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for that. Nevertheless, tears in the eyes of hearers wipe out from a preacher's memory many an old score against hardness, indifference, naughtiness and unbelief. Besides, some writer says, prayer inclines God to show mercy, but tears compel him!-ay, and compel the preacher to weep as fast as any of them. of them. Ambrose was something of the same opinion, when he remarked that an offence which cannot be defended by argument may be concealed by tears. Tears, like rivers, are increased by tributaries; when the tears of a preacher flow with those of his hearers, the freshet has great force to sweep off old stumps and logs and dam-like hindrances, to be seen no more forever; good things these tears! Blessed be God for the Gospel! It is a power among other powers in the universe. Attraction is a power, and so is gravitation, and repulsion, and adhesion; and so is the Gospel; it has all these in itself, in the high and supernatural sense; like them, invisible; and, like all other powers in the universe, it is perfectly adapted to its purpose. It is, so to speak, the counterpart of man; his wants, his longings, and many other mental facts, are all met and supplied in the Gospel. It is as necessary to his well-being as earth, air, fire, water, attraction, gravitation, repulsion, adhesion, sun, moon and stars, and stormy winds. The Gospel is a revealing power, a life-giving power, a light-giving power, a life-saving power, a sinner-awaking power, a soul-converting power, a sanctifying power, a sinner-detecting power, an invisible power, a supernatural power, a specific power, an inspiring power, a plenary power, a conscience-moving power, a conaciously-felt power, a heart-softening power, an overcoming power, a transforming power, a compensating power, a merciful power, a soul-terrifying power, a sinner-restraining power, an available power, a soul-quickening, soul-elevating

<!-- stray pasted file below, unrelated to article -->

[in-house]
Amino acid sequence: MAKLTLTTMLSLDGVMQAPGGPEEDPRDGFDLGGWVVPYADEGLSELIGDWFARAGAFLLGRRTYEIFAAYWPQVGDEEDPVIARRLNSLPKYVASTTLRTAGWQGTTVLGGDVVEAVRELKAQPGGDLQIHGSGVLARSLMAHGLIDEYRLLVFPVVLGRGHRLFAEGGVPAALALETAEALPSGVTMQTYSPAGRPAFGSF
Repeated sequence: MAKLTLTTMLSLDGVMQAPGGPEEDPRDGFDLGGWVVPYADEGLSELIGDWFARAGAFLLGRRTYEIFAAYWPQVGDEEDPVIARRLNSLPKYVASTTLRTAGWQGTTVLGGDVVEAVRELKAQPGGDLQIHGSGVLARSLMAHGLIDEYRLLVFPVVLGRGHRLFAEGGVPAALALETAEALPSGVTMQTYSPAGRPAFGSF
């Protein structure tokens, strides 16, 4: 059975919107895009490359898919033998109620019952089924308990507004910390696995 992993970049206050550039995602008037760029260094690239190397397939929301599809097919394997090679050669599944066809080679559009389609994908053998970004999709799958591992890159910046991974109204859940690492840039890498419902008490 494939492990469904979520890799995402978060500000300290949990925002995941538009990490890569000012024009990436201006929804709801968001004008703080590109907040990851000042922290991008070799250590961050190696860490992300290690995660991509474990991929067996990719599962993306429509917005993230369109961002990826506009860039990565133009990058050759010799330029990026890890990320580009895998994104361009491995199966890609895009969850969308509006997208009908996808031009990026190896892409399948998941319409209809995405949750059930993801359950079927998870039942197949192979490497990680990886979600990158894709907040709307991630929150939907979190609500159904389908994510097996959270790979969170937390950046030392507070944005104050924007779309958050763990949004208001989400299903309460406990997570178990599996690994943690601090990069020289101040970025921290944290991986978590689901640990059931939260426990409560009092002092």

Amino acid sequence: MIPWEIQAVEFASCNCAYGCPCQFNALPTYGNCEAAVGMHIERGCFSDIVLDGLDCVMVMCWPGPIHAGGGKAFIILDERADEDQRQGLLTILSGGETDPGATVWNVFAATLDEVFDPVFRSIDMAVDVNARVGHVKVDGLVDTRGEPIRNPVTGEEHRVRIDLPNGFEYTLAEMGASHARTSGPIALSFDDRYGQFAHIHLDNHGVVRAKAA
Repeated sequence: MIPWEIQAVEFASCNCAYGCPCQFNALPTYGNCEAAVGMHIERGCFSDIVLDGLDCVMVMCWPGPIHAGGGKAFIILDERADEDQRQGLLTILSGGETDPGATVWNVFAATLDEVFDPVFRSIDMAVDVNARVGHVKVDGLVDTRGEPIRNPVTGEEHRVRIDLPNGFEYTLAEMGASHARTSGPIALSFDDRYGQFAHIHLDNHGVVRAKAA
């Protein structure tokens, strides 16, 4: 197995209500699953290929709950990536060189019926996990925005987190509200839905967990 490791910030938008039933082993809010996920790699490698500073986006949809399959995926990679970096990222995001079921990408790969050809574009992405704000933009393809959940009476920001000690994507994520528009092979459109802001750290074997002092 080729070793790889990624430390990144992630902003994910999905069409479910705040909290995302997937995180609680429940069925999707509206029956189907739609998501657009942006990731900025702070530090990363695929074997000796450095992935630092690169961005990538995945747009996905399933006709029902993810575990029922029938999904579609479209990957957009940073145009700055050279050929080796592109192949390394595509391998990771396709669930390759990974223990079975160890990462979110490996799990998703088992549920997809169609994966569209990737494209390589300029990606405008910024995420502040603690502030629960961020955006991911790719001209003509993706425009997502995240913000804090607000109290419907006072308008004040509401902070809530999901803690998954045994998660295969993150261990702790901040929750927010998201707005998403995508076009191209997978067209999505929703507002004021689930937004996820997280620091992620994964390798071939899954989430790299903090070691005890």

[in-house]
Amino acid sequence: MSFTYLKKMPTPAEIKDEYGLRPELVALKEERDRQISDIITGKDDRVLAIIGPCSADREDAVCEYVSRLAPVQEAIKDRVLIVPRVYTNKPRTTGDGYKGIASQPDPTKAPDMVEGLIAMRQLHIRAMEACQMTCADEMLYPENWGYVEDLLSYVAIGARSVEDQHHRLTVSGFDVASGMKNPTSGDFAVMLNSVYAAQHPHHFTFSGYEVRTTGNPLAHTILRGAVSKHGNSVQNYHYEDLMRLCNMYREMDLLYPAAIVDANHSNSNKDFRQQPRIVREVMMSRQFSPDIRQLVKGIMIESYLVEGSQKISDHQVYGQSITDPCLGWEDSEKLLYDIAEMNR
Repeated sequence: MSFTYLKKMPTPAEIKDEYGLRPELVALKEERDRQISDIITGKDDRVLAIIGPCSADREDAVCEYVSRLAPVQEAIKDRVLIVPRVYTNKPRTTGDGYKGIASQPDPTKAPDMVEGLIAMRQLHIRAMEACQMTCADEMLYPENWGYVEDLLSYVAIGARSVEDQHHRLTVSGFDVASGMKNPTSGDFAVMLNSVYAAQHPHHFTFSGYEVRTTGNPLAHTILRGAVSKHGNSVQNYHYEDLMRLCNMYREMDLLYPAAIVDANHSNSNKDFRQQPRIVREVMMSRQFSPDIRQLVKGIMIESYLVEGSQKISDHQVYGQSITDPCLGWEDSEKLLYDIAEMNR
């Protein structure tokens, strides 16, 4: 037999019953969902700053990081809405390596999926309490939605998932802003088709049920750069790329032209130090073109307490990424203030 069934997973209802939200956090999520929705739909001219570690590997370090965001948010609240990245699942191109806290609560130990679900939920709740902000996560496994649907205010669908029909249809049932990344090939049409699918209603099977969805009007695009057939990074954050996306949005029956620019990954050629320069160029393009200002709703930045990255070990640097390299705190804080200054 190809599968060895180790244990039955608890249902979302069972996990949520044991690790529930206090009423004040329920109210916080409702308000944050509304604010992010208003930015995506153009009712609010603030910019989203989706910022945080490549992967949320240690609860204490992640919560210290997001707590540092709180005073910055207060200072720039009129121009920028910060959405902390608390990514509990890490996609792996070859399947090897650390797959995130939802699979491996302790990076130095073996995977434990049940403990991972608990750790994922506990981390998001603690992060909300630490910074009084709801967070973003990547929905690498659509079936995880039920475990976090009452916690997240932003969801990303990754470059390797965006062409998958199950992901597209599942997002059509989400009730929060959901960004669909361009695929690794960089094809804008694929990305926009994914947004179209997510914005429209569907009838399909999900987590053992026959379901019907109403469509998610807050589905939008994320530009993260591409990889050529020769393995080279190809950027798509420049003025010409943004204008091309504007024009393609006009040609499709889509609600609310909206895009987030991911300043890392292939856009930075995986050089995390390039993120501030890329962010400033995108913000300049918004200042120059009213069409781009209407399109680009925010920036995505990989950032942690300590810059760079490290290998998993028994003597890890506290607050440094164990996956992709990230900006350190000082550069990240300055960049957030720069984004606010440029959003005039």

power, an eternal power,—it is the power of God! Great bones these and when bone is brought to bone, and sinews and flesh come upon them, and the skin covers them, and embroidered a little with arteries and veins, and breath from heaven is inspired into them, and fire such as Prometheus never stole, it is a formidable power for a sinner to encounter. As Luther observed, it is a sword, a war, a destruction; it falls upon the children of Ephraim, like a lion out of the forest; but mild and benevolent to the penitent and to the believer, as the angel-visitants to Adam and Eve in their unfallen Paradise! So it was yesterday to the crowds who came under its influence. Hallelujah!